family. history.

Heart Mountain, as seen from Tak and Emmy's homestead © kjm

I'm having an exciting week.

On Wednesday, I visited with an aunt, uncle and cousin in Denver, who I hadn't seen in a decade. In the telling of family stories, I learned new things about my dad's family, from both before and after the war. And now I'm in Cody, Wyoming, visiting the area around the former Heart Mountain internment camp site, where the family (minus two aunts, who headed East) was sent from Tule Lake.

My path here is a result of a panel discussion I was on in the Fall, where I discussed my Camp Home project, and the history of my family's incarceration during the war. At the presentation was a professor from the University of Wyoming, who informed me that he and others from the university were researching the reuse of buildings from Heart Mountain. Barracks were re-purposed at all the sites, but at Tule Lake, the program of homesteading by veterans, and their use of the buildings, had been the compelling component in Camp Home. I've come to now know that homesteading, with incredible similarities, occurred here as well.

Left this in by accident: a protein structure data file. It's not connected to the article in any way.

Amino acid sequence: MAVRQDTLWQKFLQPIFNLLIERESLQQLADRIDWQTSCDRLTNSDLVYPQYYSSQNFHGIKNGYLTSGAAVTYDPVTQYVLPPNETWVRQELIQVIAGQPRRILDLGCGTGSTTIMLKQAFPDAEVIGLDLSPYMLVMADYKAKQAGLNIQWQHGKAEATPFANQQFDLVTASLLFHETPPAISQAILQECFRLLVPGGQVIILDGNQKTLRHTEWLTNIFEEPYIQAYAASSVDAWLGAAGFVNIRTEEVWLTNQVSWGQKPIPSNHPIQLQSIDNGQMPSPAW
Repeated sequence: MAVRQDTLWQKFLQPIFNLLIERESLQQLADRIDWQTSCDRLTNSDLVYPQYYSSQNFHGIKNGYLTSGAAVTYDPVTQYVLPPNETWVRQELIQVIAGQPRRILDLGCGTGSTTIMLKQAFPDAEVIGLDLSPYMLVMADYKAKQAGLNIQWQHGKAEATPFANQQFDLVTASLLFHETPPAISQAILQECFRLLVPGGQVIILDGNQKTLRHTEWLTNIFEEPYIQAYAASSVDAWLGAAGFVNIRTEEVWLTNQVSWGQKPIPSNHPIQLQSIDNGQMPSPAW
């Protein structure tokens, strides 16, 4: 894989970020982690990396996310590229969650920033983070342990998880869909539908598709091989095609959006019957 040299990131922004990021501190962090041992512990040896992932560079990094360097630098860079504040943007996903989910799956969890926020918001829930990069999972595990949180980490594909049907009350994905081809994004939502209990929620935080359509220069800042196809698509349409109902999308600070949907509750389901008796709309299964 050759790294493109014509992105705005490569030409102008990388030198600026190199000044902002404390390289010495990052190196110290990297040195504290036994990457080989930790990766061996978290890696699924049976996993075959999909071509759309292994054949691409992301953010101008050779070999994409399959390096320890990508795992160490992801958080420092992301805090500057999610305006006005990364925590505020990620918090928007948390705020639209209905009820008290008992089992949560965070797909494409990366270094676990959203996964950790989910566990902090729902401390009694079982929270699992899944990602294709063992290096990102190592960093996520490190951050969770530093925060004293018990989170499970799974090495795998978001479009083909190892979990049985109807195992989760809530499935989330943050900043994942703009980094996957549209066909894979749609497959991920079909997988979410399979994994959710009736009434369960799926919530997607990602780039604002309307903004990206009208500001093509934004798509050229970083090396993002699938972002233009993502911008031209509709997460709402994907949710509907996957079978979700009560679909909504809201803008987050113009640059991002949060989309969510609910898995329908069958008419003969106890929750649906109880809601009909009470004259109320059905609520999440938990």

In the past two days, I've already met fantastic and kind people, including three original homesteaders now in their 80's. On many levels, it feels so right to be making this work, and I'm excited to have started phase two of Camp Home.

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